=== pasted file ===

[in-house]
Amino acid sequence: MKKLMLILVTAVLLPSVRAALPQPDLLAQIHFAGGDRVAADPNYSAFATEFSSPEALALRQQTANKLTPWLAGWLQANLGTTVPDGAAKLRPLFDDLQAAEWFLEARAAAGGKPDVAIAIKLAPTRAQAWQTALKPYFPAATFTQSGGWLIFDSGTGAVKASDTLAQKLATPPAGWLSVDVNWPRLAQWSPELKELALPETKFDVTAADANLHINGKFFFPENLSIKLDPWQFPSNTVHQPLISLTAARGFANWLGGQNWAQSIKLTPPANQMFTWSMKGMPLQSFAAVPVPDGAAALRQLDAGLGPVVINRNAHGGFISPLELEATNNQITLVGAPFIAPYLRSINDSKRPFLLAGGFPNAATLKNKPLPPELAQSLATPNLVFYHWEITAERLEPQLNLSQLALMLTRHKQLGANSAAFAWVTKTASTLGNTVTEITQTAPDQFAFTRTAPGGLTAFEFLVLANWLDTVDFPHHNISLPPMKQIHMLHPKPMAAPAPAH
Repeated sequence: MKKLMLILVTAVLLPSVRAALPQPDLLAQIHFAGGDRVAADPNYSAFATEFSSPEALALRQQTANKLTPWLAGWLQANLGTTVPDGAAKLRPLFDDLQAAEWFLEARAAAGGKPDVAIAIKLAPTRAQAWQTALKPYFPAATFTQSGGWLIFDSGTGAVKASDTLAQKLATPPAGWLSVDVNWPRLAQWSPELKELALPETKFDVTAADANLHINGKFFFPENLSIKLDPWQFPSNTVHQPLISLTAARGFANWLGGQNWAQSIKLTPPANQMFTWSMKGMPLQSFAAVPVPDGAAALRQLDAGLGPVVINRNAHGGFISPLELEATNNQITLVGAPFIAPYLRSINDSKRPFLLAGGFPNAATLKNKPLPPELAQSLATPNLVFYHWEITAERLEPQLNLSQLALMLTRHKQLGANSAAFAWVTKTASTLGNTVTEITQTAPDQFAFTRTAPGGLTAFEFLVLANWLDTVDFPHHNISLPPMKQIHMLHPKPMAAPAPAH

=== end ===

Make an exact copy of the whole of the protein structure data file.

[in-house]
Amino acid sequence: MKKLMLILVTAVLLPSVRAALPQPDLLAQIHFAGGDRVAADPNYSAFATEFSSPEALALRQQTANKLTPWLAGWLQANLGTTVPDGAAKLRPLFDDLQAAEWFLEARAAAGGKPDVAIAIKLAPTRAQAWQTALKPYFPAATFTQSGGWLIFDSGTGAVKASDTLAQKLATPPAGWLSVDVNWPRLAQWSPELKELALPETKFDVTAADANLHINGKFFFPENLSIKLDPWQFPSNTVHQPLISLTAARGFANWLGGQNWAQSIKLTPPANQMFTWSMKGMPLQSFAAVPVPDGAAALRQLDAGLGPVVINRNAHGGFISPLELEATNNQITLVGAPFIAPYLRSINDSKRPFLLAGGFPNAATLKNKPLPPELAQSLATPNLVFYHWEITAERLEPQLNLSQLALMLTRHKQLGANSAAFAWVTKTASTLGNTVTEITQTAPDQFAFTRTAPGGLTAFEFLVLANWLDTVDFPHHNISLPPMKQIHMLHPKPMAAPAPAH
Repeated sequence: MKKLMLILVTAVLLPSVRAALPQPDLLAQIHFAGGDRVAADPNYSAFATEFSSPEALALRQQTANKLTPWLAGWLQANLGTTVPDGAAKLRPLFDDLQAAEWFLEARAAAGGKPDVAIAIKLAPTRAQAWQTALKPYFPAATFTQSGGWLIFDSGTGAVKASDTLAQKLATPPAGWLSVDVNWPRLAQWSPELKELALPETKFDVTAADANLHINGKFFFPENLSIKLDPWQFPSNTVHQPLISLTAARGFANWLGGQNWAQSIKLTPPANQMFTWSMKGMPLQSFAAVPVPDGAAALRQLDAGLGPVVINRNAHGGFISPLELEATNNQITLVGAPFIAPYLRSINDSKRPFLLAGGFPNAATLKNKPLPPELAQSLATPNLVFYHWEITAERLEPQLNLSQLALMLTRHKQLGANSAAFAWVTKTASTLGNTVTEITQTAPDQFAFTRTAPGGLTAFEFLVLANWLDTVDFPHHNISLPPMKQIHMLHPKPMAAPAPAH